Germaine de Staël’s Réflexions sur le procès de la reine: an act of compassion?

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Abstract

In the foreword to the Mercure de France edition of Réflexions sur le procès de la reine, (1996 [1820, 1793]), Chantal Thomas, French historian and writer, writes that this apology in favour of Marie-Antoinette did not help the queen nor the author herself; on the contrary it only made the latter more unpopular. So why did Germaine de Staël write it? Mme de Staël and Marie-Antoinette did not share many interests; however, at the moment of The Women's March on Versailles in October 1789, the situation had changed. It was at this moment, when Mme de Staël witnessed people’s hatred for the Queen that she for the first time felt that she was on her side. She had the feeling that the Queen would be a victim to a public opinion that had been “manipulated” (Thomas 1996: 12) in a systematic way, and to which she herself had been a victim. Pursuing some ideas formulated by William Reddy (2001) and Martha C. Nussbaum (2001) in their work on emotion and empathy in history and philosophy respectively, I hope to offer some suggestions, with the aid of cultural semiotics. More specifically I hope to be able to provide some answers to the question whether Mme de Staël’s apology might be regarded as an act of compassion.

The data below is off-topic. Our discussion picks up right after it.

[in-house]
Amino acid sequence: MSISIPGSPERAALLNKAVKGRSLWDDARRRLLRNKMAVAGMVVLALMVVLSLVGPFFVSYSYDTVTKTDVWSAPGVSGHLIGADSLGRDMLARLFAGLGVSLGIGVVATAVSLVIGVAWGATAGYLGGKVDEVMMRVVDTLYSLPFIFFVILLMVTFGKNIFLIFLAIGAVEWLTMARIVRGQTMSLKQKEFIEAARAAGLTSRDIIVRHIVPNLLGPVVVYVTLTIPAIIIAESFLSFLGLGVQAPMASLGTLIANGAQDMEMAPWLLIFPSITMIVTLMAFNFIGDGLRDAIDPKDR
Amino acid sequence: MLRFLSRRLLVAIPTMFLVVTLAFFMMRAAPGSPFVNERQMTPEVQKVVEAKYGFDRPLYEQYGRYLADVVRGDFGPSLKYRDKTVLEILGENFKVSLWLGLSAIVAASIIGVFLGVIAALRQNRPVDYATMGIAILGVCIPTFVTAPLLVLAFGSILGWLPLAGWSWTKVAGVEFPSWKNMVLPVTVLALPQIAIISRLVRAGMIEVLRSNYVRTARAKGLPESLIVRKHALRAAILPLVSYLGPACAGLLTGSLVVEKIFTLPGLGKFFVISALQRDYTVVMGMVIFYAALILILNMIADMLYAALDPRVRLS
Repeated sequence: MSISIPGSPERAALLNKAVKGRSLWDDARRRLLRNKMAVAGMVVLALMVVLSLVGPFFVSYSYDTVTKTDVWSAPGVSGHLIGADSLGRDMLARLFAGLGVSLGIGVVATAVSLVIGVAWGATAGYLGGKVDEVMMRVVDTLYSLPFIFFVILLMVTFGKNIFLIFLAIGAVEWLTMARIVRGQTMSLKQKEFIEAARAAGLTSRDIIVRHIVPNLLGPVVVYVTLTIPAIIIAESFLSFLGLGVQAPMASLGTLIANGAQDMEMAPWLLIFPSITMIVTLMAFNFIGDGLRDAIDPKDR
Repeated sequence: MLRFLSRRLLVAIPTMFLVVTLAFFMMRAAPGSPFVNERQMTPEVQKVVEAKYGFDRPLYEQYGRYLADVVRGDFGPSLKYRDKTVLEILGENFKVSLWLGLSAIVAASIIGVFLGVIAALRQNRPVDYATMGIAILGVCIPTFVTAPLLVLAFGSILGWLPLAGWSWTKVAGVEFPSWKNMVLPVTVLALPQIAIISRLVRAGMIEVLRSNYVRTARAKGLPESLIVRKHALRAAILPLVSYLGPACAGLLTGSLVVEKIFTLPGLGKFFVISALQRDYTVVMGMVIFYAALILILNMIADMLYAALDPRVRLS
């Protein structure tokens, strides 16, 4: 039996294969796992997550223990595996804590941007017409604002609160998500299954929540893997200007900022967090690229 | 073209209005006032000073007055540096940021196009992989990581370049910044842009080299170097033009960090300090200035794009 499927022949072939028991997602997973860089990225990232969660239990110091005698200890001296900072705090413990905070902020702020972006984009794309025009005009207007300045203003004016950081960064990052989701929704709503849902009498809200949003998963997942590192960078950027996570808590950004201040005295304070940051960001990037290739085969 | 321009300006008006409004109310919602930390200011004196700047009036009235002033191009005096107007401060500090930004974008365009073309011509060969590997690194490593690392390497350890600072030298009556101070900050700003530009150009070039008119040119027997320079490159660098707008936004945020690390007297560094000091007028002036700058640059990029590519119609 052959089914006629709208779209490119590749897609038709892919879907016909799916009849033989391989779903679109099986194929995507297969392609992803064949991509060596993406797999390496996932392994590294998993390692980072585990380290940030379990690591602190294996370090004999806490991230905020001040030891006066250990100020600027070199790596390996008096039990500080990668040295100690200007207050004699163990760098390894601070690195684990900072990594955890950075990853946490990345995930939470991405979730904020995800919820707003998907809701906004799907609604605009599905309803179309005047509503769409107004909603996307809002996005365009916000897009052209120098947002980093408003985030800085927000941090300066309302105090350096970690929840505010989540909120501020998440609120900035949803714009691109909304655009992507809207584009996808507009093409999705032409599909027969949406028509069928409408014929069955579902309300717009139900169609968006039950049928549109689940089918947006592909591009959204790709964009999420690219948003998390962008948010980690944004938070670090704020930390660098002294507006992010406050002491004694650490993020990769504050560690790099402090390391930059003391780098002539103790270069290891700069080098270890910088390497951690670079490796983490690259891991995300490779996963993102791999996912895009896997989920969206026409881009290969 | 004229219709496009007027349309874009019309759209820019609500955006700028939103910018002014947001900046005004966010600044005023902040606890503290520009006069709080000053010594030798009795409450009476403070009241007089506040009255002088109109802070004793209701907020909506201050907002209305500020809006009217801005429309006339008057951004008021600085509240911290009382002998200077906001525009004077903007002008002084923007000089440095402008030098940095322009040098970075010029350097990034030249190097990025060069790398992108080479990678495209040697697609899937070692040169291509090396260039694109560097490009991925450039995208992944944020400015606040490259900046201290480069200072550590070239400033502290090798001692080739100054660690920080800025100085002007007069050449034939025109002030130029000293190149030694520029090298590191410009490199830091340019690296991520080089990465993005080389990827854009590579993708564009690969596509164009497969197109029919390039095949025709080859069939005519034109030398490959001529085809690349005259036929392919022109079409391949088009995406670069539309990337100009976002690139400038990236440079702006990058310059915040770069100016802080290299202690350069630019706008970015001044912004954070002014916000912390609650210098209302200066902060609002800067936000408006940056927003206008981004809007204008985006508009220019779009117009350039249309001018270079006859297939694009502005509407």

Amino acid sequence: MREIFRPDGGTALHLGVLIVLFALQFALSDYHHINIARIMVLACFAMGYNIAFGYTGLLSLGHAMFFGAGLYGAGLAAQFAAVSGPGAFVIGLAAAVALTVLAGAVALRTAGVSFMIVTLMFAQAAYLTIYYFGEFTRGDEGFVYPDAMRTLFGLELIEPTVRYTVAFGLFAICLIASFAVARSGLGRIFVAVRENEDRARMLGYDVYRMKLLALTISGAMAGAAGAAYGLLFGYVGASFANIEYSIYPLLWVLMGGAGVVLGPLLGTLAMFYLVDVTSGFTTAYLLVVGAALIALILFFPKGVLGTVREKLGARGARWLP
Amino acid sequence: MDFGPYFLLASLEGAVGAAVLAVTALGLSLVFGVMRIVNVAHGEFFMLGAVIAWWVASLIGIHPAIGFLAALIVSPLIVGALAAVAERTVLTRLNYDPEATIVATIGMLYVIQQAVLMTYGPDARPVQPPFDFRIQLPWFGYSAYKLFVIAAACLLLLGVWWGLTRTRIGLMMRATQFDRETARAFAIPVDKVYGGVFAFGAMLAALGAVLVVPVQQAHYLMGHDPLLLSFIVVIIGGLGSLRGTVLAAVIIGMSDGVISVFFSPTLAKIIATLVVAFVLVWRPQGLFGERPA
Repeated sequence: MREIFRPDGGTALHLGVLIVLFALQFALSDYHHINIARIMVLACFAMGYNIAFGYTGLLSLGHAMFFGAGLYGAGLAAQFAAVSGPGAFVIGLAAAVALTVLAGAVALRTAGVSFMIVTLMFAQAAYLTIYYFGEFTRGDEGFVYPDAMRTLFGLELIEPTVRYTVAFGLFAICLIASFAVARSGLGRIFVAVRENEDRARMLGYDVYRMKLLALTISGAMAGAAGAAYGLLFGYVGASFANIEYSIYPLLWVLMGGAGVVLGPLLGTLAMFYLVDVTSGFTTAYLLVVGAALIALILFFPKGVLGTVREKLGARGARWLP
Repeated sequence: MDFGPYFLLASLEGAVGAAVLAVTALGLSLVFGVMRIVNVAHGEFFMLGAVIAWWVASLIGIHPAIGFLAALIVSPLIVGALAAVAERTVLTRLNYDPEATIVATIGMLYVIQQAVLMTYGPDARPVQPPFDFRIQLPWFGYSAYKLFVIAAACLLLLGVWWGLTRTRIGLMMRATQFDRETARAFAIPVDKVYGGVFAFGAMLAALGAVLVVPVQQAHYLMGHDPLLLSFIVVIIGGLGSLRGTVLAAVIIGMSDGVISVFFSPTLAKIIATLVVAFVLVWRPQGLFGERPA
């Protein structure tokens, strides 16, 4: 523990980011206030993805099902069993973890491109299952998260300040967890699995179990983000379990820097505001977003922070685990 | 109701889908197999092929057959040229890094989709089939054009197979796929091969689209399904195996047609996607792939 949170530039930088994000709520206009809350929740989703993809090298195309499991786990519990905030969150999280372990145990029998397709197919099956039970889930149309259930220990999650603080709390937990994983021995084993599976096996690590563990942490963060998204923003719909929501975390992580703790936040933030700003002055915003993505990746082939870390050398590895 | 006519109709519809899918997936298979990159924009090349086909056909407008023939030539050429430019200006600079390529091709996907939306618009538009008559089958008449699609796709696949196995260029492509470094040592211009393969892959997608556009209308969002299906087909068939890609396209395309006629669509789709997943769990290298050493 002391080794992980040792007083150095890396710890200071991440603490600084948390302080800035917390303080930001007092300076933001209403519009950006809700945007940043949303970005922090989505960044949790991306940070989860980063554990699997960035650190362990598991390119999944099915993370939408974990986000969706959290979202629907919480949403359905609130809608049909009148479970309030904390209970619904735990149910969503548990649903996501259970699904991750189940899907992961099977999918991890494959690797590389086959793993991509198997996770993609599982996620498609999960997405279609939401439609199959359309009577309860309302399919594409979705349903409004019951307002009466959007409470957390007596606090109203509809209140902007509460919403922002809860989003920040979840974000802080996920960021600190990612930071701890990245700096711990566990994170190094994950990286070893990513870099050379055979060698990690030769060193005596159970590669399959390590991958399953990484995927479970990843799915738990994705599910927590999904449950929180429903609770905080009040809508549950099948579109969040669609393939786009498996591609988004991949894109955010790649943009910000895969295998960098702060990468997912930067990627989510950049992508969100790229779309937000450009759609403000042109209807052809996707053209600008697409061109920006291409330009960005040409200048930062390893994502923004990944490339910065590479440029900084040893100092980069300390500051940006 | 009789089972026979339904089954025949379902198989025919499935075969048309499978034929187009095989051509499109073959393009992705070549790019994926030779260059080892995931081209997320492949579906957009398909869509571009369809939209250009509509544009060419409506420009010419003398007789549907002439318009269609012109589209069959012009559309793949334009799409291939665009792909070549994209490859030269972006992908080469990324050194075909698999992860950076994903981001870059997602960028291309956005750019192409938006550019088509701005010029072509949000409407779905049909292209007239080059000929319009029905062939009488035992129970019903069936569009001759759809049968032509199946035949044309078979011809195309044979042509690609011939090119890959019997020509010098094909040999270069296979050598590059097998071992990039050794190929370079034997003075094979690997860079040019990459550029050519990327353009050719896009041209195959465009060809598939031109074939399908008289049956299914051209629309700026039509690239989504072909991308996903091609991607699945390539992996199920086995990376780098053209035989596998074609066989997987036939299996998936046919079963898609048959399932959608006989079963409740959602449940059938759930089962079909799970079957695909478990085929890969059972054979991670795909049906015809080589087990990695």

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Subject classification (UKÄ) – MANDATORY

  • Cultural Studies

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Original languageEnglish
Title of host publicationSemiotica
EditorsGöran Sonesson, Anna Cabak Rédei, Sara Lenninger
PublisherMouton de Gruyter
Number of pages13
Publication statusAccepted/In press - 2019
Publication categoryResearch
Peer-reviewedYes